By this method, then, seek certainty about the prophetic office, and not from the transformation of a rod into a serpent or the cleaving of the moon. For if you consider such an event by itself, without taking account of the numerous circumstances accompanying it—circumstances readily eluding the grasp of the intellect—then you might perhaps suppose that it was magic and deception and that it came from God to lead men astray; for “He leads astray whom He will, and guides whom He will.” Thus the topic of miracles will be thrown back upon you; for if your faith is based on a reasoned argument involving the probative force of the miracles, then your faith is destroyed by an ordered argument showing the difficulty and ambiguity of the miracle (67-68).
Here we have two objections rolled into one, the first of which I’ve already addressed. As to the second:
i) This is yet another attack on the argument from miracle. Yet the implicit scope of his objection is by no means limited to the argument from miracle. For if my faith in anything at all is resting on a reasoned argument, then a persuasive counterargument will undercut my faith. But should the risk of being wrong outweigh the chance of being right? This strikes me as both irrational and impractical.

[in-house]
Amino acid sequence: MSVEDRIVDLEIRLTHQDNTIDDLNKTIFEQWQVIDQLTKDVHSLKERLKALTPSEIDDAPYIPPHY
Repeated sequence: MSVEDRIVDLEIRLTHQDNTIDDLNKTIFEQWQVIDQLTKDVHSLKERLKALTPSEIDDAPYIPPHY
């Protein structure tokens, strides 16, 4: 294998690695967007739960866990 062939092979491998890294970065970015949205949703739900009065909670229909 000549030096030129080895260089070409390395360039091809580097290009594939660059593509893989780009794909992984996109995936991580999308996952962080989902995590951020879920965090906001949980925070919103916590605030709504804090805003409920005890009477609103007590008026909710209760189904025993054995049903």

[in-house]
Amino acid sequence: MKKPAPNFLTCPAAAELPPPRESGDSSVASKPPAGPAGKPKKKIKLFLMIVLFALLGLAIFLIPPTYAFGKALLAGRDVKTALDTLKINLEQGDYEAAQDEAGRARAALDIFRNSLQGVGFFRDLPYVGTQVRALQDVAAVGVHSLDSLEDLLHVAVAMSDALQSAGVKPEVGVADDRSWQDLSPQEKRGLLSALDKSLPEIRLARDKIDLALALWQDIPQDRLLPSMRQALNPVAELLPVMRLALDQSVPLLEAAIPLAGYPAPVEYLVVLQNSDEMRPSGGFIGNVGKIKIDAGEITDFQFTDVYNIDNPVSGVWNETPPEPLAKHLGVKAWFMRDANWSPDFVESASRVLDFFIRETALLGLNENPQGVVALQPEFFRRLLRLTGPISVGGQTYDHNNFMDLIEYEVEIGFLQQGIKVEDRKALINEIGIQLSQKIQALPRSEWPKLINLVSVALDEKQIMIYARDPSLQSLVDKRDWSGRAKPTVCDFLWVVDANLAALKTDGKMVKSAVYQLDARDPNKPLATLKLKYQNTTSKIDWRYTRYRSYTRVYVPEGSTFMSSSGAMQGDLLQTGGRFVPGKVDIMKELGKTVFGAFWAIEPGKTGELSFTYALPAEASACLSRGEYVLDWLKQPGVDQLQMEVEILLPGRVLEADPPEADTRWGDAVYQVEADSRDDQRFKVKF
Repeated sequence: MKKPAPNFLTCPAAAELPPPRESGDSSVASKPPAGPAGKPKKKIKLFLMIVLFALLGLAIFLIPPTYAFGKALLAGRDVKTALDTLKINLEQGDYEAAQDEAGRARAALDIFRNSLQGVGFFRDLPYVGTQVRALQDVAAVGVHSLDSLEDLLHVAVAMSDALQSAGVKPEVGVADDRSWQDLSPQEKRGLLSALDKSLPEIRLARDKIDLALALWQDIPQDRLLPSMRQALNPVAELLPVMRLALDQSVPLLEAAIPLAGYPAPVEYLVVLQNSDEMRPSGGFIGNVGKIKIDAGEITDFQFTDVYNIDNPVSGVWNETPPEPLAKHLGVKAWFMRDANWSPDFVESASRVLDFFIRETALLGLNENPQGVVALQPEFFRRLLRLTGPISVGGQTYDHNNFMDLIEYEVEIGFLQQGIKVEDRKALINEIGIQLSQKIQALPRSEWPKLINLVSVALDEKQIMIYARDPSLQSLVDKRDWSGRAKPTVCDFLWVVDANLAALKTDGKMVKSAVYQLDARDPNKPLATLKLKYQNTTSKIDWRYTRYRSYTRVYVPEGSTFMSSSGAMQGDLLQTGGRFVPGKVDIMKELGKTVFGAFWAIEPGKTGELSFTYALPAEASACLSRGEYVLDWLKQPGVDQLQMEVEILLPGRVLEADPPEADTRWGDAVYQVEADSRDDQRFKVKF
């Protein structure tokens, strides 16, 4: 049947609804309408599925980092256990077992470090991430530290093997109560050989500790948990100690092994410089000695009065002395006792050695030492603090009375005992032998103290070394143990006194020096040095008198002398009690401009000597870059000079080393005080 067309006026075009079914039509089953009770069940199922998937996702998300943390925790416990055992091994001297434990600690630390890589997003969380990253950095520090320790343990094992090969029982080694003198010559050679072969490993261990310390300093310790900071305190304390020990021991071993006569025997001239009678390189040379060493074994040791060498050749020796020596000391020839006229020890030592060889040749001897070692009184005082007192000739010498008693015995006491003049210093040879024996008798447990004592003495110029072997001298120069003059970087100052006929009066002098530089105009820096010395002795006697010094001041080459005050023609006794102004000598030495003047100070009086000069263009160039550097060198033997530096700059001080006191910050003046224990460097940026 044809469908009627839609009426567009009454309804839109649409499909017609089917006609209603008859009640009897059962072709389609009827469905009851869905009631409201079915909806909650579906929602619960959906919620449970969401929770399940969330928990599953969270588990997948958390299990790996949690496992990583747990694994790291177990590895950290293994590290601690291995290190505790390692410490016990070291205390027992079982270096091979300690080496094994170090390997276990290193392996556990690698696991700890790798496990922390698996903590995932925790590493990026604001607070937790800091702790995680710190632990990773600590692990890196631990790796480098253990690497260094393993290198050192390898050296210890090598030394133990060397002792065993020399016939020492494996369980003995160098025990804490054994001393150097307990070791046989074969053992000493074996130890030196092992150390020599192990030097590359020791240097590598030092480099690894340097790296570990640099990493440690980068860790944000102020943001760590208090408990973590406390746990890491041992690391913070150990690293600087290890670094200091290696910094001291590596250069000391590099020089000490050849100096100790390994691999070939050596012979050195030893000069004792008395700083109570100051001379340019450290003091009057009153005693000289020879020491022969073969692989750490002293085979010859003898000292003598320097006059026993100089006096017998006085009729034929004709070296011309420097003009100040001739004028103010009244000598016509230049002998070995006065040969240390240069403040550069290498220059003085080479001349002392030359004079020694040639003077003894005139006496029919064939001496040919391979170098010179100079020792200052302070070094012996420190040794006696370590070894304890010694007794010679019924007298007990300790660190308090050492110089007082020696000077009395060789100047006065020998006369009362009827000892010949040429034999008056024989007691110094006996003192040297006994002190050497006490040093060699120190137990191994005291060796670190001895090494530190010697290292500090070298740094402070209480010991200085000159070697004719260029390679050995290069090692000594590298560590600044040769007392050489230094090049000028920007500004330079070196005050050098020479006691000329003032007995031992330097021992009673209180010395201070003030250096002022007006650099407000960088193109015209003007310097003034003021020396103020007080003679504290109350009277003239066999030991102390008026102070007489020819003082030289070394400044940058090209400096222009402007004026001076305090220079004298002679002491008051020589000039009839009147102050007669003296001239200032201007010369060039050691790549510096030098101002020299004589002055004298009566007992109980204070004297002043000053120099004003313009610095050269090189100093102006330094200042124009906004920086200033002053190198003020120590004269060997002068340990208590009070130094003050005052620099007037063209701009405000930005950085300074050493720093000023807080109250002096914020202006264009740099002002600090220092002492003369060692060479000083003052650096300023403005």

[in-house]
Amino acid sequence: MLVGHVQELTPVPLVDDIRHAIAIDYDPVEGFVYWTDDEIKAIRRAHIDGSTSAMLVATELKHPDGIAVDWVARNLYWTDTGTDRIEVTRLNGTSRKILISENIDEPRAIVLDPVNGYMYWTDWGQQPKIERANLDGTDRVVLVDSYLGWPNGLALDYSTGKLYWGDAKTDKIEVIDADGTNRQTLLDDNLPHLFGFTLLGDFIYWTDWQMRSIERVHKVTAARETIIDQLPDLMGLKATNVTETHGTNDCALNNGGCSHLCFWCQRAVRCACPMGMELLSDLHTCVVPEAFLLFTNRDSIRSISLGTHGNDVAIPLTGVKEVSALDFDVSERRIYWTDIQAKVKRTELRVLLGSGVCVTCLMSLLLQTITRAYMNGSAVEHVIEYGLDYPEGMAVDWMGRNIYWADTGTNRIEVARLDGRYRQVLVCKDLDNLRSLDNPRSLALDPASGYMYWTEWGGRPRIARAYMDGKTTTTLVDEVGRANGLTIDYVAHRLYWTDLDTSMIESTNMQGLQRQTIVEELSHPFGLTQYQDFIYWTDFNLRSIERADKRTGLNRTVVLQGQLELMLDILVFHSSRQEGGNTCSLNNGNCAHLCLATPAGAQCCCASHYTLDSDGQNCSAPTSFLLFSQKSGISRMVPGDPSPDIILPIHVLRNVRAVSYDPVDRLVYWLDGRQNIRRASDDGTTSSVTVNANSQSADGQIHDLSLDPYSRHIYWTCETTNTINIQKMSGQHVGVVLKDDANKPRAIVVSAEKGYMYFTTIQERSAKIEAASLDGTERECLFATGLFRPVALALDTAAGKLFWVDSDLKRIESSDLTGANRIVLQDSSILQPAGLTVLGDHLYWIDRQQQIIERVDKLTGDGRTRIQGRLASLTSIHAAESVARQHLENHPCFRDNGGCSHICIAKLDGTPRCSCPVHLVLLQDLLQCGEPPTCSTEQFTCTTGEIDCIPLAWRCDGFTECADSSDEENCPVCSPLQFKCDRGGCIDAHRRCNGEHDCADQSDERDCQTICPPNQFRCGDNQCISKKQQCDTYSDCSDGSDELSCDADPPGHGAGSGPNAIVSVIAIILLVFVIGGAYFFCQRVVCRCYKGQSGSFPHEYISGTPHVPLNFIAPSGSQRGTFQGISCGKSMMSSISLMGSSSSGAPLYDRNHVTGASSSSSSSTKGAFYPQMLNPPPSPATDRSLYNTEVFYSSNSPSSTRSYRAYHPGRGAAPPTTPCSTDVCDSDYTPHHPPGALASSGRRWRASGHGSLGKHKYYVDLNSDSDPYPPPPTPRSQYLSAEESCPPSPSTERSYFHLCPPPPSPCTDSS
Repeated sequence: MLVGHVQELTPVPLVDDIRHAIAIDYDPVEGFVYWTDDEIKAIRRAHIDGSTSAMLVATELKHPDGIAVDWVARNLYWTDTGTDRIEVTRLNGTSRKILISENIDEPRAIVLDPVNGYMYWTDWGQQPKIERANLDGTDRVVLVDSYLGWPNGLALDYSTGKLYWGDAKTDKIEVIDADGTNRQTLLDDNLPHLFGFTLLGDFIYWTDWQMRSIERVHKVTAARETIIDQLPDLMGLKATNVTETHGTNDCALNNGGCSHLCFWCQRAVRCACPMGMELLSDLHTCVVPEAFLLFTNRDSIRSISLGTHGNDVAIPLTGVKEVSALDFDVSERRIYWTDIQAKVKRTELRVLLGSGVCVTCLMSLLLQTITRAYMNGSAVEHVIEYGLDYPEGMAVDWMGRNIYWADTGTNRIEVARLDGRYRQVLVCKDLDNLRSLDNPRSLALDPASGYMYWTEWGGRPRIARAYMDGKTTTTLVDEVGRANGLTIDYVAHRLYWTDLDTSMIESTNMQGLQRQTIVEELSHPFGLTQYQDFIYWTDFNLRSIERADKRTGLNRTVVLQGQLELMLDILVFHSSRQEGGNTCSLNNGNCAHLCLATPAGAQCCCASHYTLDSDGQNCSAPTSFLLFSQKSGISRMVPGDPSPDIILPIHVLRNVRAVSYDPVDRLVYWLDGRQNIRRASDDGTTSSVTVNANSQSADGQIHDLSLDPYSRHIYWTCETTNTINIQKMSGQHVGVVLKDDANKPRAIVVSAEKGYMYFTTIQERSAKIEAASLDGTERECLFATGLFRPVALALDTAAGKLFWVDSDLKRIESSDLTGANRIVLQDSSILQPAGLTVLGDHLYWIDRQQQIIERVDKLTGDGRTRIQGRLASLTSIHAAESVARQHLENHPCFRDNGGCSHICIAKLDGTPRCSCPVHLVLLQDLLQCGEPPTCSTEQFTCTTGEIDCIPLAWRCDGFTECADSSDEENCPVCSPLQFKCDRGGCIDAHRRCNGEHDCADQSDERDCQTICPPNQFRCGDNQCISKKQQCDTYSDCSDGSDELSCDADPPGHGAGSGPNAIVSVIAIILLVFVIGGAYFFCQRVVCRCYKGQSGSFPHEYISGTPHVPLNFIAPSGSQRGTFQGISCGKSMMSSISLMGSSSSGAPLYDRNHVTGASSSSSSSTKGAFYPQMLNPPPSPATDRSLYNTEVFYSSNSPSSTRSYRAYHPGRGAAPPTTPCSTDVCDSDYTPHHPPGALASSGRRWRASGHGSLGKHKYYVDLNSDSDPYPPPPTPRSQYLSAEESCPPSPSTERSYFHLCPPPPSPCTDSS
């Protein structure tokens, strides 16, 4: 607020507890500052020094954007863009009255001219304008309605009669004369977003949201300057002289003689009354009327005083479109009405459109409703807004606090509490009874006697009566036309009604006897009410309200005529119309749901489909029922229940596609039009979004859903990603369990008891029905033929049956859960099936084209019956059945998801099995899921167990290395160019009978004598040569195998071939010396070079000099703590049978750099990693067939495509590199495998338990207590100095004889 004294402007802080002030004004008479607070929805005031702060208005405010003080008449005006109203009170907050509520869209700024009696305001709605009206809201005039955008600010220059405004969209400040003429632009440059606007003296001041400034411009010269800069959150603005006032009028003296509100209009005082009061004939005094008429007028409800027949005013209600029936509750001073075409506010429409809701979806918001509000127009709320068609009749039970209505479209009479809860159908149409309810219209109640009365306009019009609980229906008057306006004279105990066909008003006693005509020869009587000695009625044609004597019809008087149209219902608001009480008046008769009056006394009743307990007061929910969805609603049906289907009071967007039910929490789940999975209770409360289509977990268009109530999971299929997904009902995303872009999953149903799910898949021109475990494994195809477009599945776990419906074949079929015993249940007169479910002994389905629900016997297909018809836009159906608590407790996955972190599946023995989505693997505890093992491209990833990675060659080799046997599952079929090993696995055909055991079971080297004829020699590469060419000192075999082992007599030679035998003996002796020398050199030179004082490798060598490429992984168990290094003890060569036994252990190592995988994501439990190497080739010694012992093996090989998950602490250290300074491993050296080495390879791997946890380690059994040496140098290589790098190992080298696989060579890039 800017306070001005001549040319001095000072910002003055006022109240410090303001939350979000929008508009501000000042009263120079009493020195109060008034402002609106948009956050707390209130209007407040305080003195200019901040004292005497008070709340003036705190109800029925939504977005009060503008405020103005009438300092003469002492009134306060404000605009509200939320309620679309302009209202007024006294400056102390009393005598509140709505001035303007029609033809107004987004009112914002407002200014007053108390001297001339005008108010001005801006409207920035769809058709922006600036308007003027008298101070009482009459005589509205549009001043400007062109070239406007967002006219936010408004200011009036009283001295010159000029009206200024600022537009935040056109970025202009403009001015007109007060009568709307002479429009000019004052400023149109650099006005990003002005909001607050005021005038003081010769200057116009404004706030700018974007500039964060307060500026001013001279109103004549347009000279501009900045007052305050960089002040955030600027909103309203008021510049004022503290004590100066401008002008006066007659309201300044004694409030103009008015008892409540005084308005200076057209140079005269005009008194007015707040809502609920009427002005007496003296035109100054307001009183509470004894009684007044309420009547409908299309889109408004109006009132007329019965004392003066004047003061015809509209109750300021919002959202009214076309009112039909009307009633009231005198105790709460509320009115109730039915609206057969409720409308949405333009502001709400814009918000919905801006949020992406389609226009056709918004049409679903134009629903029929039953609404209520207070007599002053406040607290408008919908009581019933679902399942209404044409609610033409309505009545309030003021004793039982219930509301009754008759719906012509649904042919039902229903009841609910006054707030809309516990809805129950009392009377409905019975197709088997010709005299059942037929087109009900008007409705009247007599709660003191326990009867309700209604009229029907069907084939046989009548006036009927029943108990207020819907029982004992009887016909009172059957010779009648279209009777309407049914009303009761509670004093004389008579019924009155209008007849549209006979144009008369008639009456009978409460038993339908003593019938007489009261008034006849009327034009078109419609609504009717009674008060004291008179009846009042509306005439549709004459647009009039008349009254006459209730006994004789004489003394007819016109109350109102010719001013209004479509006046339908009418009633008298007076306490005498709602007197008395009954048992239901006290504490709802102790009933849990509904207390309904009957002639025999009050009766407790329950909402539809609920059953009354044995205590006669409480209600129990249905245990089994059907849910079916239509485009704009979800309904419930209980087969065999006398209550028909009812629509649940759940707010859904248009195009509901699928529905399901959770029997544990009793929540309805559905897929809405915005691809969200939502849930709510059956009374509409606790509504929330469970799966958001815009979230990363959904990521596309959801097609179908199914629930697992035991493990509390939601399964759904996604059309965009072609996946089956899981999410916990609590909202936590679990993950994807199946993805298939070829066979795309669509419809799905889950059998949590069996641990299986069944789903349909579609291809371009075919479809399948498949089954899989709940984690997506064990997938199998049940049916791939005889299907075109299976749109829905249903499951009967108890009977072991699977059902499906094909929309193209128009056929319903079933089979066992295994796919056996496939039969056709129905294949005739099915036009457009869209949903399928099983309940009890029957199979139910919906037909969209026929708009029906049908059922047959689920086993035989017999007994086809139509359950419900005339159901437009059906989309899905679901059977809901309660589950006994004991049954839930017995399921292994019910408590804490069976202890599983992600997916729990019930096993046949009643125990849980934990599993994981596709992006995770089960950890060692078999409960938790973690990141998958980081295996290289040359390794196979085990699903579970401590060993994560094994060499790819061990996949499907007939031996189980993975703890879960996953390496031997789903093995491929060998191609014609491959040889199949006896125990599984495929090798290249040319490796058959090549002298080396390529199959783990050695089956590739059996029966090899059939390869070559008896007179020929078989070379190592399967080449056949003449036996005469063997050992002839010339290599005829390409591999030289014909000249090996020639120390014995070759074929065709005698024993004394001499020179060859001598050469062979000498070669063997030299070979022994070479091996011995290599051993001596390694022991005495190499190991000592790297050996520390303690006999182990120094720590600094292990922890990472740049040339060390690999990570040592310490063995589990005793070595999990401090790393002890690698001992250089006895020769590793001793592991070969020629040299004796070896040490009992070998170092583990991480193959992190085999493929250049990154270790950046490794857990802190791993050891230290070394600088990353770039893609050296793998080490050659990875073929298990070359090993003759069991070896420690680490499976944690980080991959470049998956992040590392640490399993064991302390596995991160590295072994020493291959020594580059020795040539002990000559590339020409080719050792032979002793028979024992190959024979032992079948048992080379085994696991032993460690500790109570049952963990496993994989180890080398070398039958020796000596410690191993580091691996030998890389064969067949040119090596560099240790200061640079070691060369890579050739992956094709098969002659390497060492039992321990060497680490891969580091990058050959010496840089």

Perhaps, though, Algazel has religious certainty in mind. And I don’t deny that this is a high priority.
ii) People seek reasons because their intuitive conviction is weak. It is true that this leaves them vulnerable if their arguments are overturned. But they were already vulnerable, which is why they turned to arguments in the first place. It does no good to tell them that reason may betray them, for if they had had an unquestioning faith to begin with, they’d have need no arguments to fortify their faith. Since they are doubters, they cannot fall back on their faith. That’s their problem.
In fairness to Algazel, he supposes that he has something better to offer them. But I have proven otherwise.
iii) There are good and bad arguments because of truths and falsehoods. But if we believe in truth, and if we believe in the possibility of true belief, then we shouldn’t be so fearful of reasoned argumentation. If there is a truth to be known, then there ought to be lines of evidence that truly point us to the truth. And it should be easier to reason from one truth to another truth than reason from one falsehood to another falsehood.
If, from time to time, we get our facts wrong, that can only be known because, at other times, we get it right. Error is only discernible in relation to the truth, so the possibility of error presents no serious objection to reason and argument—but, rather, presupposes the very process it decries.